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Crysis 3 Tweak Guide

[Page 10] Water & Anisotropic Filtering

Water: As the name suggests, the Water setting affects the appearance of bodies of water in Crysis 3. The available options for this setting are Low, Medium, High and Very High. As the setting is raised, water behaves more realistically at the cost of performance. The key features of this setting are:

  • At all levels of the Water setting, Blended Real Time Local Reflections are used. This means that water accurately reflects the objects in its surroundings. However, as part of the performance optimization for this feature, as you increase your viewing angle relative to the water's surface, the real-time reflections are blended with generic cubemapped reflections.
  • At all levels of the Water setting, bodies of water will display realistic displacement effects, meaning that as objects splash into or move through the water, accurate ripples and waves will emanate from such movement.
  • At Very High, the water is tessellated, which means that its surface movements are even more detailed and realistic.
  • At Very High, Dynamic Water Volume Caustics are enabled. This results in multiple rays of light being realistically reflected or refracted from water surfaces onto surrounding areas, such as the sides of rocks next to a body of water, as well as onto the surfaces beneath the water.

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    Click here for an interactive comparison between Low and Very High.

    The screenshots above show a medium-sized outdoor body of water, and at all four levels of the Water setting, the difference is hard to tell. Part of the reason for this is that as noted earlier, at all levels of the Water setting, detailed real-time reflections are enabled. The water surface also appears fairly well detailed, even without the use of Tessellation at Low, Medium and High. You might detect a bit more detail on the surface in the Very High screenshot. Another reason is that because water surfaces are dynamic, and lighting and movement play an important role in their appearance, static screenshots can't capture the key differences very clearly. Some of the more subtle differences that may be noticeable during actual gameplay include slightly less frequent updates to water surfaces, especially more distant water surfaces, at lower levels of the Water setting.

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    Click here for an interactive comparison between Off and On.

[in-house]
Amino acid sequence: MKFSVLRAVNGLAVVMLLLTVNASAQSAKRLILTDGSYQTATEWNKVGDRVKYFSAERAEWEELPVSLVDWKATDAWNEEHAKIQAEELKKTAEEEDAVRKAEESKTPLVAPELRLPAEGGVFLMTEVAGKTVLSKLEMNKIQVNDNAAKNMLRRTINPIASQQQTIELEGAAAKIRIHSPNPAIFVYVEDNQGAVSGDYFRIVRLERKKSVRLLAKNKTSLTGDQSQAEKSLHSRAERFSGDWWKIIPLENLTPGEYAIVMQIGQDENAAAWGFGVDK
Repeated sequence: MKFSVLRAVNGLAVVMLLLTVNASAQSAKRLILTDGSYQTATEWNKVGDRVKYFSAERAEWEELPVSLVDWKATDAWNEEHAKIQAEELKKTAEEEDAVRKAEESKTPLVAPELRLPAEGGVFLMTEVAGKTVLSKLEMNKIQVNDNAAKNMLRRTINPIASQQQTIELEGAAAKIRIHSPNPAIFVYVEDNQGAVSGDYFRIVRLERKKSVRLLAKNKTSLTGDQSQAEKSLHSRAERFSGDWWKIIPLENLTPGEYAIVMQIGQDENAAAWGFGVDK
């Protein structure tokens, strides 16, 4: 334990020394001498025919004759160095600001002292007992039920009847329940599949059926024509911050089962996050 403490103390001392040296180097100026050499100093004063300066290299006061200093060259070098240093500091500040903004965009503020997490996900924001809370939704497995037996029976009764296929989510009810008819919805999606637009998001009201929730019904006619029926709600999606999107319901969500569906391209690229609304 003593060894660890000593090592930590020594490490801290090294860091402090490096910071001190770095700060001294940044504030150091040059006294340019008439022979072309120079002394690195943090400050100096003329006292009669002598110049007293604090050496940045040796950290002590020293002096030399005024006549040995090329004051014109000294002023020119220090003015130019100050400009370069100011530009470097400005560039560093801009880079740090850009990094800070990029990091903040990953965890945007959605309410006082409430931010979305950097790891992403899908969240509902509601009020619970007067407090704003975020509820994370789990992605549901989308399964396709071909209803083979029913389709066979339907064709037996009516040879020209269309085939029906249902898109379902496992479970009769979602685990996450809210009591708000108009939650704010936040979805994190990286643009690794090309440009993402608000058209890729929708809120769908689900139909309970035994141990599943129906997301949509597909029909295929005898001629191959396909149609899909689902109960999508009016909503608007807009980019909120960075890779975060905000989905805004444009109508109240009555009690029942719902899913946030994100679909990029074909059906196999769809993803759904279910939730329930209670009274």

The screenshots above attempts to better highlight the difference that Dynamic Water Volume Caustics and Tessellation provide, by showing a darker and more dynamic scene which accentuates these two aspects. On the left, a Water setting of High is used, which means no hardware tessellation and no water caustics. On the right, a Water setting of Very High is used, and you can immediately see the difference. The water caustics throw clear bands of light onto surround walls from the ripples in the water, and there are light bands under the water as well. The water surface is also churned up more prominently due to tessellation. Overall, the scene looks much more realistic at Very High than at High.

    An indication of the performance impact of changing this setting is shown below:

    Since most water effects are in place regardless of what level of the Water setting is used, the FPS impact is not substantial as this setting is altered. Unless you're struggling for performance, I actually recommend running at Very High for this setting, if only because the Dynamic Water Volume Caustics and Tessellation are a very prominent feature. To gain a few more FPS while retaining the caustics, you can disable the water tessellation separately via advanced tweaking.

    Anisotropic Filtering: Anisotropic Filtering (AF) is a texture filtering technique designed to improve the clarity of surfaces that are displayed at an angle to the screen, such the ground when looking down a pathway. The available options here are sample rates of 1x, 2x, 4x, 8x and 16x. The higher the sample rate used, the crisper and more distinct surfaces will look as they recede into the distance.

    Note: You must exit and restart Crysis 3 to correctly implement changes to Anisotropic Filtering.

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    Click here for an interactive comparison between 1x and 16x.

    The screenshots above demonstrate a scene firstly at 1x AF, then 4x AF, then 16x AF, and again at 16x AF when forced via the NVIDIA Control Panel rather than using the in-game AF option. Look closely at the grates on the ground near the crosshair, and the gravel surface above and to the right of the gun - they become much more distinct when going from 1x to 4x AF, and to a lesser extent when going from 4x to 16x AF. There is a small additional increase in definition when using NVIDIA 16x AF vs. in-game 16x AF, most noticeable in the thicker black diagonal edge that runs through the crosshair.

    An indication of the performance impact of changing this setting is shown below:

    As we've come to expect from modern GPUs, Anisotropic Filtering has a negligible impact on their performance, even at high resolutions. There should be no real reason for anyone to use anything less than 4x AF in Crysis 3, and on almost all systems, 16x AF is the optimal choice in return for a 1-2 FPS drop at most.